Today's liturgical observance is called a "commemoration." Because the Church finds herself praying for those who have died, we cannot bring ourselves to call it a "feast" or a "solemnity" even though it holds that rank in the table of liturgical precedence. For those who have recently lost a loved one, designating today's observance in such a way would be probably renew the wounds of grief and loss that accompany the death of a loved one. So the Church calls today a "commemoration," a memorial for those who have died.
Having said that, we must also pause today and remember the more than the five million people who have passed away worldwide during the current pandemic. Sometimes we have a tendency to speak only of our own countrymen when we speak of the mortality rate. On a day like today it is important to remember that this is a worldwide issue or problem. There are signs that we may be turning the corner, but the number of infections and the number of deaths continues to rise albeit at a slower rate.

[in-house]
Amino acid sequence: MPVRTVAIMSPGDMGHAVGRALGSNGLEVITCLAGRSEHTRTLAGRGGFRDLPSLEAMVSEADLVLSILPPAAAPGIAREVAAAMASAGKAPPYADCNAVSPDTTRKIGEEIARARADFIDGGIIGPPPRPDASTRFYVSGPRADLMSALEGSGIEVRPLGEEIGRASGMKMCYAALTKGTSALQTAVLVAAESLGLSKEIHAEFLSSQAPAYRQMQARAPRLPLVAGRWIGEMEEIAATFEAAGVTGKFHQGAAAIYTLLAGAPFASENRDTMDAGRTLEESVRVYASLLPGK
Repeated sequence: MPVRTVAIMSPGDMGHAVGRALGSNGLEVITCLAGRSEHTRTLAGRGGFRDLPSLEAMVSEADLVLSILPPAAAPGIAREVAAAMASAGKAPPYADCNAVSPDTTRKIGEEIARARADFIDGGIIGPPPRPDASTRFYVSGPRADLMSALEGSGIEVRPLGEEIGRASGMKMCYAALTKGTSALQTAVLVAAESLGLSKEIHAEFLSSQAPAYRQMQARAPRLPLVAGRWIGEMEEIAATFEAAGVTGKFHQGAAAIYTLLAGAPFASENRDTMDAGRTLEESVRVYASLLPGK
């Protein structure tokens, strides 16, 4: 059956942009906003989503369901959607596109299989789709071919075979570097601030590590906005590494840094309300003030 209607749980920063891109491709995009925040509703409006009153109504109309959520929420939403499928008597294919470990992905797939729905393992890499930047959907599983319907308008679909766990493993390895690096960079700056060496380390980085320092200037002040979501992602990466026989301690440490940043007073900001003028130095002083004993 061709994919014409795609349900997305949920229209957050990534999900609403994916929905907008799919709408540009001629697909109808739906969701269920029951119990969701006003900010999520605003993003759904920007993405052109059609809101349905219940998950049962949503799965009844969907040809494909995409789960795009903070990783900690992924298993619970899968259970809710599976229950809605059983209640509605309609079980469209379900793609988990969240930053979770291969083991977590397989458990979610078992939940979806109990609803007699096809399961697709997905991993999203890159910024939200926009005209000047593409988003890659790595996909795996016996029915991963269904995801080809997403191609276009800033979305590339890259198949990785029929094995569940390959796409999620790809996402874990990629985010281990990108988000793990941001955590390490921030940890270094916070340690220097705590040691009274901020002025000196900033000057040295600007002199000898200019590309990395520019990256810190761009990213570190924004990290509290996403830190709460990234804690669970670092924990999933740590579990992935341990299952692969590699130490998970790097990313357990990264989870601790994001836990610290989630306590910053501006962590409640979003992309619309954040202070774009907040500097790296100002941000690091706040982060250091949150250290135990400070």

However, to put this in the context of St. Paul’s Letter to the Romans, not even a pandemic can separate us from the love of God. While the veil of death of which the prophet speaks is very much with us, one day God will triumph over death and will lift the veil which has currently grown so heavy for us. All of us know of people, perhaps some loved ones, who have succumbed to this virus. Today, we look to our God and we rejoice in the fact that God is stronger than any virus and our faith cannot be broken by it.
The Gospel today is a familiar story but one that is not frequently proclaimed as it gets lost in movable calendars and feast days. The Gospel of Luke is the only Gospel that tells of the raising of a dead man as his body was being carried out of the village for burial. His mother, a widow, walks behind the body of her only son. St. Luke pointedly reports that Jesus was moved to pity when he saw her. What Luke doesn’t say but what we know is that a widow who has no living son is completely without resources in this culture. When her son died, she died along with him as all of his material wealth would be transferred to his closest male relative.
This story reminds us that while we mourn the dead, particularly those who have died during this pandemic, we must also be mindful of the fact that the poorest among us have been affected even more drastically. So we not only pray for them, we also pledge to alleviate their sufferings whenever and however we can.
Fr. Lawrence Jagdfeld, O.F.M., Administrator